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Income Protection for the Most At-Risk for Disability: Healthcare Professionals

By Lacey Trejo 10:12 pm MDT 9/14/2020

The challenges of maintaining medical and dental practices are considerable, particularly in today’s environment. Putting aside the obvious financial struggles due to current economic conditions, there are other financial challenges for physicians and healthcare professionals–not the least of which is the potential consequence of a disabling event.

Healthcare professionals utilize disability insurance

The 2020 Milliman Annual Survey of the U.S. Individual Income Insurance Market reported that four different IDI carriers issued over 40% of their total individual disability insurance (IDI) to doctors and surgeons, and that this occupation has made up the highest percentage of IDI annualized premium since 2015. This should be no surprise, since much of their success—and income—comes from their ability to physically treat patients.

Four different IDI carriers issued 40% or more of their total IDI to doctors and dentists

Indeed, many medical specialties are very physically demanding or require finely tuned reflexes. Think about how much an orthopedic surgeon performing hip replacements resembles a CrossFitter or Division One athlete when considering his or her strength, dexterity, and stamina. These are all physical activities that can weaken or fail over time. If a healthcare professional loses these physical capabilities, would they still be able to practice their specialty?

While many healthcare professionals generally understand the need for income protection, many don’t have the time to think about or understand all the layers of a disability insurance policy. Therefore, they can’t ensure their policies are suited for their individual needs.

Put yourself in their shoes


When discussing disability insurance with doctors, dentists, and other healthcare professionals, it is important to see things from their vantage point. Many healthcare professionals earn income from multiple sources, and this must be considered when selecting an insurance policy. Many younger doctors and dentists also have high debt from costs associated with years of education and training and, sometimes, expenses related to starting or taking over a practice.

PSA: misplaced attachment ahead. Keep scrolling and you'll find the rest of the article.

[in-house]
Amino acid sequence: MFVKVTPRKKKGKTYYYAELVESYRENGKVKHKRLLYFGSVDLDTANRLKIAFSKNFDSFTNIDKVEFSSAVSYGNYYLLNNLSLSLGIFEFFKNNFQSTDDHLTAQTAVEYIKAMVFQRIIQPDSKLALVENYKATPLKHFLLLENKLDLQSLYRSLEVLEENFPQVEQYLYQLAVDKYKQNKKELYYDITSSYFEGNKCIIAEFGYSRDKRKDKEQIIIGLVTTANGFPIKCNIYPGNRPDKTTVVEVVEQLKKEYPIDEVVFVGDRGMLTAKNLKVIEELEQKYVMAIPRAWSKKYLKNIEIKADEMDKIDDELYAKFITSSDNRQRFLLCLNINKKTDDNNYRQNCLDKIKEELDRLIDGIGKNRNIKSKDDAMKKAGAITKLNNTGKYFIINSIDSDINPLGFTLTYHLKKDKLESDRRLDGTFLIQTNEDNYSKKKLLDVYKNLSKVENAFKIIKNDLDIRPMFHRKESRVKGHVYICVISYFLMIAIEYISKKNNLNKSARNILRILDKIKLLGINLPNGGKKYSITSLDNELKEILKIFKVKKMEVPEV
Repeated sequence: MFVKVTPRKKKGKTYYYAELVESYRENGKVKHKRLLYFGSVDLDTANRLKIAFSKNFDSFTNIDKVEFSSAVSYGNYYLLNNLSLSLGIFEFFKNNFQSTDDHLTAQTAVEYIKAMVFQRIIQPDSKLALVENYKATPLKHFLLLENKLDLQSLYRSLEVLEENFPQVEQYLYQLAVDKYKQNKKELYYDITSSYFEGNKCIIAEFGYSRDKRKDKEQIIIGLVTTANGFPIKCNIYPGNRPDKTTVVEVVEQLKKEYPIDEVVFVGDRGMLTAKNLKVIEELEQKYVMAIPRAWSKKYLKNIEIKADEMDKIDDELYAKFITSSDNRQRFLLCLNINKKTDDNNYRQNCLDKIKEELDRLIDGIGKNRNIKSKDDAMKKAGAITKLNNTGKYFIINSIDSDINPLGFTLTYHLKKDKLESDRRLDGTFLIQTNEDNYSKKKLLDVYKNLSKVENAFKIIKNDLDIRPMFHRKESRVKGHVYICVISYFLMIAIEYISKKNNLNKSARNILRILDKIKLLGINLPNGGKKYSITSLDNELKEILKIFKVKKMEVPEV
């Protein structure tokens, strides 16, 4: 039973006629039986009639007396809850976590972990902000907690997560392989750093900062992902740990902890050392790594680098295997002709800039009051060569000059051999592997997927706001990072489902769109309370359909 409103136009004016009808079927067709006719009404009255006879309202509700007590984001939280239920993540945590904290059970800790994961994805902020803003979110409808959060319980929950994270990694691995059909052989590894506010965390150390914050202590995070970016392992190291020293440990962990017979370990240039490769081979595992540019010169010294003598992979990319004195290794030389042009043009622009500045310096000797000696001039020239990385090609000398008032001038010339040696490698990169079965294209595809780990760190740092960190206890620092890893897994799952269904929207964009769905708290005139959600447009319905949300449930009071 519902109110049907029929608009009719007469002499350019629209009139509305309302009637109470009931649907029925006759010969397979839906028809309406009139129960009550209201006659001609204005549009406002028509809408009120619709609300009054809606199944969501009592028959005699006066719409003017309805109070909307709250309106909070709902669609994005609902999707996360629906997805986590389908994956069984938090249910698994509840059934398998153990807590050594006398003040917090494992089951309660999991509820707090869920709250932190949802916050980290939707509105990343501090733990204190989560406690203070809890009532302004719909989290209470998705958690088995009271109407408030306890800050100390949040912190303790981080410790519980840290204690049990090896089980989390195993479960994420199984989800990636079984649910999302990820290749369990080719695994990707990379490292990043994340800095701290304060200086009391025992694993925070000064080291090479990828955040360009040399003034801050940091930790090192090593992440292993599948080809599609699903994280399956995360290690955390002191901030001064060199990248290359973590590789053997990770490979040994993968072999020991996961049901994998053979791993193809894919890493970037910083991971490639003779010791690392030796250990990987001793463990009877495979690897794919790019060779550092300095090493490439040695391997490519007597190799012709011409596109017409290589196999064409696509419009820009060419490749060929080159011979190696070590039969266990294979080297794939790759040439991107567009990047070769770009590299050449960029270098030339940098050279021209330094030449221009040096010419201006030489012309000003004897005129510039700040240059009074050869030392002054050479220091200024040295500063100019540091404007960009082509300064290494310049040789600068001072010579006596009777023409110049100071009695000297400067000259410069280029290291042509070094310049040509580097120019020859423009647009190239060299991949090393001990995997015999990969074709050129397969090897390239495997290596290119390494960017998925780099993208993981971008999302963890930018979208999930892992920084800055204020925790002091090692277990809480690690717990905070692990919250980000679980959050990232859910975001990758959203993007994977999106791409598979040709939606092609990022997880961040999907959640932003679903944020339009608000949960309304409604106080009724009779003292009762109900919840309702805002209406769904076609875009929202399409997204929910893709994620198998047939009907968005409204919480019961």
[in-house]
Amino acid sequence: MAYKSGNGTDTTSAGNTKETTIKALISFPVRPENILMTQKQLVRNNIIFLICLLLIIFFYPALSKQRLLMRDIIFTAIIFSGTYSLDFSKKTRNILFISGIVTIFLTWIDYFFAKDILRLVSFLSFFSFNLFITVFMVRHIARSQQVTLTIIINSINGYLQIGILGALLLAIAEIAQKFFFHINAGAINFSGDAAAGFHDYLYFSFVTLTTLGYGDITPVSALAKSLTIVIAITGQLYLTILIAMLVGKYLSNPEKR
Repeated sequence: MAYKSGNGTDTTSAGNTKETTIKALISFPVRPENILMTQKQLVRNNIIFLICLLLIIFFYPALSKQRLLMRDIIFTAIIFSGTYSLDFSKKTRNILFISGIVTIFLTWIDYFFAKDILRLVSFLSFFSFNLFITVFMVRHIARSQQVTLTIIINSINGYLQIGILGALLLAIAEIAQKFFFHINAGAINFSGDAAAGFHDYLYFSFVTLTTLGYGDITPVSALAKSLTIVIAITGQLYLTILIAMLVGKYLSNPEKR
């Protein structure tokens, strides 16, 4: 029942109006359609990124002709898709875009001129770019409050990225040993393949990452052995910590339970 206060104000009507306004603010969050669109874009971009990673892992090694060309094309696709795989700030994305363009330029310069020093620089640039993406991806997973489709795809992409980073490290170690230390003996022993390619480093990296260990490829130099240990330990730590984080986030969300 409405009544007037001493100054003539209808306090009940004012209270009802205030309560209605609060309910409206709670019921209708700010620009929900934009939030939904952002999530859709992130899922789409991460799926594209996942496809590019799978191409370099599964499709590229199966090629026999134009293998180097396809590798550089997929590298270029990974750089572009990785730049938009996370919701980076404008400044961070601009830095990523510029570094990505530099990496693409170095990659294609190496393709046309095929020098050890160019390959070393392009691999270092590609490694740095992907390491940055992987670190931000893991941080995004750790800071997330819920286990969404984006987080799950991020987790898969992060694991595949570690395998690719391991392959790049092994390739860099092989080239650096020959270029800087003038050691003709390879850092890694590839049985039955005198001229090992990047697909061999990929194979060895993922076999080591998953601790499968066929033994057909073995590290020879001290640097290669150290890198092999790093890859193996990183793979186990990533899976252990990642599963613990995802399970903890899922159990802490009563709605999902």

More seasoned professionals have invested decades building their practice and developing a lifestyle built on their ability to perform a specific set of medical procedures. Of course, the more specialized their practices and patient bases become, the more difficult it will be to replace their income if they become disabled. This is because many group long-term disability (LTD) policies define disability broadly and subjectively. The more specialized a healthcare professional becomes, the harder it is to find an LTD contract that defines disability appropriately for their needs.

A good way to help healthcare professionals understand what they need in a disability insurance (DI) policy is to ask some probing “what if” questions. Get them thinking about scenarios they might face and help them contemplate the consequences. Here is an example you might start with:

What would happen if you developed an illness or injury that disabled you from performing your highly specialized procedures? For instance, could you (a neurosurgeon) continue to perform complex and delicate procedures with rheumatoid arthritis? Could you sustain the same lifestyle if forced to transition to family practice?

It’s not one-size-fits-all

Good disability insurance policies are not designed to be one-size-fits-all; the specifics of a policy do matter and require an extra look. For example, many DI policies will reduce or cancel benefits if the carrier decides that the healthcare professional can continue to work in a different specialty or position in the medical field.

Would any surgeon be happy if they learned that their benefits were being reduced because an insurance carrier decided they could transition into a hospital administrator role? How might they address the impact of the reduction in income on their practice, partners, family, and lifestyle?

For all these reasons, it is important to break down policies with your healthcare professional clients to ensure they have the right amount and right type of income-replacement coverage to best fit their needs.

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